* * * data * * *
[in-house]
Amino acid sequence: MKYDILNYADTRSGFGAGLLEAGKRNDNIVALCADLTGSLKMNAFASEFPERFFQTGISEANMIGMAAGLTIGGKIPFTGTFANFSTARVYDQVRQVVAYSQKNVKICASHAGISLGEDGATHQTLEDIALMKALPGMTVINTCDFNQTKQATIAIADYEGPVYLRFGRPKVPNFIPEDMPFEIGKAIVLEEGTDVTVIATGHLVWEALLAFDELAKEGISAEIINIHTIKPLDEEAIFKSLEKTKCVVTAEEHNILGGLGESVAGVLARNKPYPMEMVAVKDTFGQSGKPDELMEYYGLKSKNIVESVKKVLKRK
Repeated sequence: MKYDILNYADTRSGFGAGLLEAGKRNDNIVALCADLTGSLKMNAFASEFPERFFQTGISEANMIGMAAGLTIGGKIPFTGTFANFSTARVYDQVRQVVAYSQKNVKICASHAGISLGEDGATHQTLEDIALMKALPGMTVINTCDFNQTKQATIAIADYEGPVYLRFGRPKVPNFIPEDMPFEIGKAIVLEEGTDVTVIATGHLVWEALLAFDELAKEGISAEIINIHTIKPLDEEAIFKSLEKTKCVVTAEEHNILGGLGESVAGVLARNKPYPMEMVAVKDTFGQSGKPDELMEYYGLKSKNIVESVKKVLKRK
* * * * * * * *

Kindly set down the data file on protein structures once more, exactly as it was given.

[in-house]
Amino acid sequence: MKYDILNYADTRSGFGAGLLEAGKRNDNIVALCADLTGSLKMNAFASEFPERFFQTGISEANMIGMAAGLTIGGKIPFTGTFANFSTARVYDQVRQVVAYSQKNVKICASHAGISLGEDGATHQTLEDIALMKALPGMTVINTCDFNQTKQATIAIADYEGPVYLRFGRPKVPNFIPEDMPFEIGKAIVLEEGTDVTVIATGHLVWEALLAFDELAKEGISAEIINIHTIKPLDEEAIFKSLEKTKCVVTAEEHNILGGLGESVAGVLARNKPYPMEMVAVKDTFGQSGKPDELMEYYGLKSKNIVESVKKVLKRK
Repeated sequence: MKYDILNYADTRSGFGAGLLEAGKRNDNIVALCADLTGSLKMNAFASEFPERFFQTGISEANMIGMAAGLTIGGKIPFTGTFANFSTARVYDQVRQVVAYSQKNVKICASHAGISLGEDGATHQTLEDIALMKALPGMTVINTCDFNQTKQATIAIADYEGPVYLRFGRPKVPNFIPEDMPFEIGKAIVLEEGTDVTVIATGHLVWEALLAFDELAKEGISAEIINIHTIKPLDEEAIFKSLEKTKCVVTAEEHNILGGLGESVAGVLARNKPYPMEMVAVKDTFGQSGKPDELMEYYGLKSKNIVESVKKVLKRK